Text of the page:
The top US general has informed Congress of options for military intervention in Syria, but stressed that the decision of whether to go to war was one for civilian leaders.
In a non-classified letter made public Monday, chairman of the Joint Chiefs of Staff General Martin Dempsey set out five options -- from nonlethal intelligence and weapons training to a boots-on-the-ground plan to "assault and secure" the Syrian regime's chemical weapons.
Saying he was mindful of ongoing deliberations over whether to intervene militarily against President Bashar al-Assad's regime, Dempsey wrote that such a decision is "a political one that our nation entrusts to its civilian leaders."
But his letter -- which was addressed to Senate Armed Services Committee chairman Carl Levin -- also detailed risks, such as the empowering of extremists and retaliatory strikes by the regime.
It also carried an ominous warning for a nation weary of war after more than a decade of armed conflict in Iraq and Afghanistan.
"Once we take action, we should be prepared for what comes next," he wrote. "Deeper involvement is hard to avoid."
The United States is currently providing humanitarian assistance and non-lethal aid to rebel groups battling to oust Assad.
President Barack Obama's administration promised an expansion of military aid to Syria's rebel forces in June after accusing the regime of using chemical weapons, but such aid has yet to be disbursed.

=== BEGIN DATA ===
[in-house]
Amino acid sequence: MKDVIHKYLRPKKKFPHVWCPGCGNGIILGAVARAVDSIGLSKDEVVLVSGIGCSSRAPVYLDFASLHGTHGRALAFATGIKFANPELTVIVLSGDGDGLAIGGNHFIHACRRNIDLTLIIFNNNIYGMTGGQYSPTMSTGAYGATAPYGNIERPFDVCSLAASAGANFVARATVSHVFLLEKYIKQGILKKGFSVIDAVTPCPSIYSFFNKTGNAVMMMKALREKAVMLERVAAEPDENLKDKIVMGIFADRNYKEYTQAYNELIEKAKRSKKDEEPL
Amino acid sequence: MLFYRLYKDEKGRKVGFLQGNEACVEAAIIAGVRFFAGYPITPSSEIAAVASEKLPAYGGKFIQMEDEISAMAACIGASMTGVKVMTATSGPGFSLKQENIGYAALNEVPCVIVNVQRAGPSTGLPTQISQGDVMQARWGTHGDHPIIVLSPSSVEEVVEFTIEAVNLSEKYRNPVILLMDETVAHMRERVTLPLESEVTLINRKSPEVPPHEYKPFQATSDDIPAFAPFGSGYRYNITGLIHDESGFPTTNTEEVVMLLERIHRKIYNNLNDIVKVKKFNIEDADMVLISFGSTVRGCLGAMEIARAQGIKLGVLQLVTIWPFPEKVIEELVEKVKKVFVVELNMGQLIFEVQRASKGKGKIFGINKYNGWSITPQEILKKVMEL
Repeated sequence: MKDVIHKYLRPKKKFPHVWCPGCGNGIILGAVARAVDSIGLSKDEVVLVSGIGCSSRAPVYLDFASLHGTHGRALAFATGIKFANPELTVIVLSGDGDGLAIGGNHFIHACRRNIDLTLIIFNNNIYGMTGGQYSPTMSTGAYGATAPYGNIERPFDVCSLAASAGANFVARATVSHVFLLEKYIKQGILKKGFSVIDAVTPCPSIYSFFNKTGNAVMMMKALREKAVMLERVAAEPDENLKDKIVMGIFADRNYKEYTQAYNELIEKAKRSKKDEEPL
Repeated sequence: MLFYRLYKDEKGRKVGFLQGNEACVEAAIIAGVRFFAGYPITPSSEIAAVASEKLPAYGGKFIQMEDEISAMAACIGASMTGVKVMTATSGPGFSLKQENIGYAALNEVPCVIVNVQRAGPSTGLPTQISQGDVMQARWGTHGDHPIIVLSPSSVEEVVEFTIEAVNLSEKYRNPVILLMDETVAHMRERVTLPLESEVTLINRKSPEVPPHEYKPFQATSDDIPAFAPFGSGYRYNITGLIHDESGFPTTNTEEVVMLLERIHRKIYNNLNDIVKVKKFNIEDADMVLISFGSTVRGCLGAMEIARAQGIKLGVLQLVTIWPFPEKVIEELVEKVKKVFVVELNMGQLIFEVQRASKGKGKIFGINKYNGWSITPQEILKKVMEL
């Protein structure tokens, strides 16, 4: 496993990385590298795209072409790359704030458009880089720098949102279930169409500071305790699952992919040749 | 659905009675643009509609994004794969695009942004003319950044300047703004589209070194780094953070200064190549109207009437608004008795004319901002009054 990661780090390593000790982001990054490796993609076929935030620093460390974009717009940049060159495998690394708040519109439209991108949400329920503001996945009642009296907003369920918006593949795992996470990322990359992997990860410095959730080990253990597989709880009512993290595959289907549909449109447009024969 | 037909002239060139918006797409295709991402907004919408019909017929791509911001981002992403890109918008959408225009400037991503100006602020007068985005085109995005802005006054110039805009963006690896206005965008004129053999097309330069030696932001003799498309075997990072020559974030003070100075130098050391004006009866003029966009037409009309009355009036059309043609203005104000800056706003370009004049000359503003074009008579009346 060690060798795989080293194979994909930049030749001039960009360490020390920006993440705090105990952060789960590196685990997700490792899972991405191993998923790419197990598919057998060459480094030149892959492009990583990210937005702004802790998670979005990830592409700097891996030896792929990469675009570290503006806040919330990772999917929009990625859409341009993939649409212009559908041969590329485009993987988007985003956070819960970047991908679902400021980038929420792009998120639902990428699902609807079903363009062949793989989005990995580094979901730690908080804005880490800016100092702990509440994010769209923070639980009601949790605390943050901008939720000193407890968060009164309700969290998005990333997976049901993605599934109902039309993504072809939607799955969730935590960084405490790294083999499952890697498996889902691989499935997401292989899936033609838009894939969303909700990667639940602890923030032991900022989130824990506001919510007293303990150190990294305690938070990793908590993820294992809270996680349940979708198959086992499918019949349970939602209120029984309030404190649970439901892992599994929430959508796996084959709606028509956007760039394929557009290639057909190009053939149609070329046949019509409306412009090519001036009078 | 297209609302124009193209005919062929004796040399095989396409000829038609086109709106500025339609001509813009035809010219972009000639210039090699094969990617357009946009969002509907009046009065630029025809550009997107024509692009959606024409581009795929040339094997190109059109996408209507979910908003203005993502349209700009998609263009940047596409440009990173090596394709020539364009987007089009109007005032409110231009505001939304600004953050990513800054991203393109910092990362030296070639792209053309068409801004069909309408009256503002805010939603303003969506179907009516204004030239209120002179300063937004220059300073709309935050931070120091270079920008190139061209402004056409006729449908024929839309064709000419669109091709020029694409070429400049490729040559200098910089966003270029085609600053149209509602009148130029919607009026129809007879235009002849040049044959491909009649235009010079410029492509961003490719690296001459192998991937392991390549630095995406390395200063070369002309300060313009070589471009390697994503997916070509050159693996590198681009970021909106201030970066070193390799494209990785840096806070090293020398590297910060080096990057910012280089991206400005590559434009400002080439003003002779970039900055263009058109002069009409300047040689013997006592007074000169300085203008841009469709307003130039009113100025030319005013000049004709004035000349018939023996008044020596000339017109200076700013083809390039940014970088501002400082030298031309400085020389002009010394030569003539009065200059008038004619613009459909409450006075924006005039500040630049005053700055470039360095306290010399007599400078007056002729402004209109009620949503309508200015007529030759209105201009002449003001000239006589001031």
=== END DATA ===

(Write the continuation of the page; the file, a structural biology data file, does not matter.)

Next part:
Beyond training, Dempsey said the United States could conduct lethal stand-off strikes that would degrade the regime's air defenses as well as ground, missile and naval forces.
Such an option would require hundreds of aircraft and ships and, "depending on duration, the costs would be in the billions."
Another option, one backed by hawkish Senator John McCain, is the establishment of a no-fly zone to prevent the regime from using its aircraft to bomb rebel areas.
A deeper commitment would be establishing buffer zones or so-called humanitarian corridors to protect areas such as those along the borders with Turkey and Jordan, where hundreds of thousands of refugees have fled.
Such a move could reduce human suffering, but would require lethal force to defend the zones from regime attacks -- and would likely cost more than $1 billion a month.
The most aggressive plan would entail "thousands of special operations forces and other ground forces... to assault and secure critical sites" that contain Syria's chemical weapons.
Obama and lawmakers including McCain have consistently shied away from plans requiring US ground forces in Syria.
Instead of looking at the options in isolation, Dempsey advocated a regional approach that isolates the conflict, prevents further destabilization and weapons proliferation, and helps develop a moderate opposition.